I Am a Father Advocate
by Archie Wortham
"The test of the morality of a society is what it does for its children." Dietrich Bonhoeffer said. Margaret Mead said, "The highest measure of a civilization lies in how it cares for its children." Kids are the fabric upon which our society will be built, and dads, no one is more important in helping them see that, or nurturing them than we are.
We have the highest measure of civilization at stake. That measure of civilization lies in the hearts of dads.
I'm a dad's advocate. Always have been, even before I knew I was. Will always be one. And I'm trying my best to take as many dads to the level of self-actualizing that my own research and readings are taking me.
My dad wasn't around for me. My mother left him before I was born. I can remember being taken to my aunt's [my father's sister] and deposited there for two weeks. Those two weeks changed my life, and as so often happened in black families, a relative raised me. Welfare was not in the equation. Adoption was an alternative. I grew up knowing I didn't have what a lot of kids had. But I had a lot many of them didn't. My mom and dad may not have been there to raise me, but because of the way my aunt was raised, I was raised by my dad's ideas on how life should be.
Did I know how blessed I was? At the time I didn't. I wanted what every kid who grew up knowing he had a living mom and pop. I wanted them. I also grew up as any other pubescent young man in the 60s grew. I was selfish, I wanted what I wanted. But by the grace of God, and a hickory stick (actually switch) my aunt and her husband provided. They gave me food, shelter, and a desire to do better than my dad did.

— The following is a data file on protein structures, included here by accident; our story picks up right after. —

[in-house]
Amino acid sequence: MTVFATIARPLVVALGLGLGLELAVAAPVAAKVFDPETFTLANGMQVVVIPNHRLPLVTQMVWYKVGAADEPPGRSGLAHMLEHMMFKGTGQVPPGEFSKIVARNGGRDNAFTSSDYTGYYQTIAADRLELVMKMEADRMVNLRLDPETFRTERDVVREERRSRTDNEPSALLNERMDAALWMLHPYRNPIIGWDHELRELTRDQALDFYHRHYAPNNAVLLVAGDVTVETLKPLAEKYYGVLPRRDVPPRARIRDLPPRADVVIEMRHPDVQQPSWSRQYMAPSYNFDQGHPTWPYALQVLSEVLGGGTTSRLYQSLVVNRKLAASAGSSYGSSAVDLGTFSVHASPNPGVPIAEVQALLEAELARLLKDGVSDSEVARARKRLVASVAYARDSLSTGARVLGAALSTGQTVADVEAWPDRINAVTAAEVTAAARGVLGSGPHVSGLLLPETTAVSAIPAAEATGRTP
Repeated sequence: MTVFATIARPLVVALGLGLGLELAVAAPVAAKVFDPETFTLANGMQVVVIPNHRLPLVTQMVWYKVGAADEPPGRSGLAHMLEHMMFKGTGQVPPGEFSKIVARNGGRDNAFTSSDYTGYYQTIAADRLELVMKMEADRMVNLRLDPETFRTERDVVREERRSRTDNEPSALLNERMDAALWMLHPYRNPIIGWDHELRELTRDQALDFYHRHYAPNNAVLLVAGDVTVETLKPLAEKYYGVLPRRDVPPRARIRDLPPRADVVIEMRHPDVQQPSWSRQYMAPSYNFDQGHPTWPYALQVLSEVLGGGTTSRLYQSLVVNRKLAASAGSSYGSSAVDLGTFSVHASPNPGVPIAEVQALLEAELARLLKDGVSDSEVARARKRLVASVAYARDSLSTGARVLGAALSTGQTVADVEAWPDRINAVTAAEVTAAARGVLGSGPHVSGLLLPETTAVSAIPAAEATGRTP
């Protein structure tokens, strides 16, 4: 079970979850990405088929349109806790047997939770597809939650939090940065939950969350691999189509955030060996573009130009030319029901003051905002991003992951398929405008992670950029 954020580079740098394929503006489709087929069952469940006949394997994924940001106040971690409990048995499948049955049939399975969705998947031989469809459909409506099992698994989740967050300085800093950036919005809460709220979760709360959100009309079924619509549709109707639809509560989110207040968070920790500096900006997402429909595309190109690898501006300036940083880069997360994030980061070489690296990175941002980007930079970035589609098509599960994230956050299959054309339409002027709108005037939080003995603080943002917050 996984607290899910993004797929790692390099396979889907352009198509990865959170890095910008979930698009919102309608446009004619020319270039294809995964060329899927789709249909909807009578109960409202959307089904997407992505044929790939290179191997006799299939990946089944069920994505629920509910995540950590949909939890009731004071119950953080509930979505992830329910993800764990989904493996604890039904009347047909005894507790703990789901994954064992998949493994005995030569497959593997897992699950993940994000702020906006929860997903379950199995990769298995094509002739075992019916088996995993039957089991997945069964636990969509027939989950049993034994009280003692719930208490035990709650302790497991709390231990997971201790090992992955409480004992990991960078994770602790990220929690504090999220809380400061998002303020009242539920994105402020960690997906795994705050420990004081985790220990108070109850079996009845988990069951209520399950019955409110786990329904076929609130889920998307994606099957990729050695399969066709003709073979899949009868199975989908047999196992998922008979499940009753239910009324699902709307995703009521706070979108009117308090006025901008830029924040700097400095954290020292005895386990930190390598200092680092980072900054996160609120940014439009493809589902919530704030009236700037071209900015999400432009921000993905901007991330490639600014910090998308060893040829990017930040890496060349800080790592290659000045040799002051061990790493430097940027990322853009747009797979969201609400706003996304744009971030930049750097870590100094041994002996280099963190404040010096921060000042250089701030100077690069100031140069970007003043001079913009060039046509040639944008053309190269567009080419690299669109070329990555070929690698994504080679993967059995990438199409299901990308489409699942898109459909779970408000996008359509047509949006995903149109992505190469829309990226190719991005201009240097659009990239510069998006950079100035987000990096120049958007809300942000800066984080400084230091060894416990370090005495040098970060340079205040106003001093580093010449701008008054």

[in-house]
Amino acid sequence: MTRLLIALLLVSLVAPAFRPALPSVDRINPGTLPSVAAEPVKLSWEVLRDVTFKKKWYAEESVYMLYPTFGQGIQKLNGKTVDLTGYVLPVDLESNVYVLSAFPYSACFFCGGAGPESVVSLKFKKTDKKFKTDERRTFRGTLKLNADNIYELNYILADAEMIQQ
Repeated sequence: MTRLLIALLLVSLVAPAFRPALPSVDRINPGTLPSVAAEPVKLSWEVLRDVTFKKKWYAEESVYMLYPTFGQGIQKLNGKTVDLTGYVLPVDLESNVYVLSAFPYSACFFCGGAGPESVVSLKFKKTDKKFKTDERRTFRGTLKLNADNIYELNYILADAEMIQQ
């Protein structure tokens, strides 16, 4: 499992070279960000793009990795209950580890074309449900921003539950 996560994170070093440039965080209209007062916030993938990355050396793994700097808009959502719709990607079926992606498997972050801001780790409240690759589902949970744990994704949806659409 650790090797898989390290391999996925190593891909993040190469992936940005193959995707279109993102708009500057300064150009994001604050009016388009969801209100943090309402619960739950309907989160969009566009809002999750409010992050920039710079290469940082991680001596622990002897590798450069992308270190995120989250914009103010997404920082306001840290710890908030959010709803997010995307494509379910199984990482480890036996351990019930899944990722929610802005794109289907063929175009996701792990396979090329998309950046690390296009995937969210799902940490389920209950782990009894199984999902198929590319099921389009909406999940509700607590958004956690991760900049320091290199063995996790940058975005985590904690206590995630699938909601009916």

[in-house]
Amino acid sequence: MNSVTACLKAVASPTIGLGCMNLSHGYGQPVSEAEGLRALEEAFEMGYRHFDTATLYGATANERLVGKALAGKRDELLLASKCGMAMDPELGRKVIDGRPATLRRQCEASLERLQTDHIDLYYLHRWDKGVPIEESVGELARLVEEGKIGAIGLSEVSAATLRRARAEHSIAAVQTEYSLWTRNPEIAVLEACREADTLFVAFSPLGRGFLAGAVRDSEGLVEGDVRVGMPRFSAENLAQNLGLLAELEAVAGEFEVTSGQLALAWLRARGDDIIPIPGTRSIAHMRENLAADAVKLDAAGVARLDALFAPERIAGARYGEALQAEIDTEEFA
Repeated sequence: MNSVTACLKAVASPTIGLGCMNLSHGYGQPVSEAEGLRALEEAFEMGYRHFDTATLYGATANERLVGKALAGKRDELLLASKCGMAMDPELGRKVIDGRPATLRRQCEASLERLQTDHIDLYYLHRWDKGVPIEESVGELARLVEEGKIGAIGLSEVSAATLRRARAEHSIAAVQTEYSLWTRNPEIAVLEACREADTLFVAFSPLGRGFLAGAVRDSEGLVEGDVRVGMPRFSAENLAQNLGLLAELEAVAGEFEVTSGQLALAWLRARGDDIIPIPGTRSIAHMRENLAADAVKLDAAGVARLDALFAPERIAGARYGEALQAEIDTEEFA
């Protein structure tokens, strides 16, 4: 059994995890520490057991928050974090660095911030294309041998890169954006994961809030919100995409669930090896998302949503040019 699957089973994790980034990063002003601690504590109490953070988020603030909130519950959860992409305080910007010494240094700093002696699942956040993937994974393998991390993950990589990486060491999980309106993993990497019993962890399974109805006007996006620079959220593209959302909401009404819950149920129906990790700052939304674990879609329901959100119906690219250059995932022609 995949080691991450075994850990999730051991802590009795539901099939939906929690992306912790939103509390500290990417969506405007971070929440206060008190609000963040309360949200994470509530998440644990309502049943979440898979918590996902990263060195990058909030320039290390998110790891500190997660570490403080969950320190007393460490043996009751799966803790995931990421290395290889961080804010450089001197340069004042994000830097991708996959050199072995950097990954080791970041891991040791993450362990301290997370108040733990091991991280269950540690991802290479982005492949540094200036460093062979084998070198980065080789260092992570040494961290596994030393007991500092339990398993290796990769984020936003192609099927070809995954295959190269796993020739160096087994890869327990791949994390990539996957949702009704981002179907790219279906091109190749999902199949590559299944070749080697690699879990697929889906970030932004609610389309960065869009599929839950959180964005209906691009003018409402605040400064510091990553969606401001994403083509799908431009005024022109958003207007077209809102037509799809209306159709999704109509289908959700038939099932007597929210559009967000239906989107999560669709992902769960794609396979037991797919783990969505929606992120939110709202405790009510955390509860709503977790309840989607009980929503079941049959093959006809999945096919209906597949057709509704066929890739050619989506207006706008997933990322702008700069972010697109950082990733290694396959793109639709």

Idle promises he didn't keep hurt me. Idle pledges to pick me up that never happened nourished me. Idle dreams of what I could become whenever I saw him gave me hope. I hurt for his love, understanding and time. I lived for the word he was proud of me. I longed for the dream where I treated my kids better.
As many of you reading this know, marital commitment is a two-way street. Mom and dad don't always get along, but I learned early that even if you think you can't work it out, your kids should not be cast off as a mistake, inconsequential, or unimportant. I have vowed that if my wife and I ever split, I would fight for my kids, and by God we are still together, partially because they mean as much to her as they do to me. At times, I hate that. I feel if I can continue to find the nourishment in our relationship my father couldn't, our sons' mother will continue to view me as the man of her dreams.
And my dream? That all men can find a way to come together and realize the part they have to play in the societal symphony that has yet to be written where the echoes of their hearts are their children calling their names as the heroes that made them who they are.
Indeed, dads give our kids the needles and pins to sew together the fabric we have provided them as the backdrop upon which our lives will be measured. Author's note: You can reach Archie Wortham at email@example.com.
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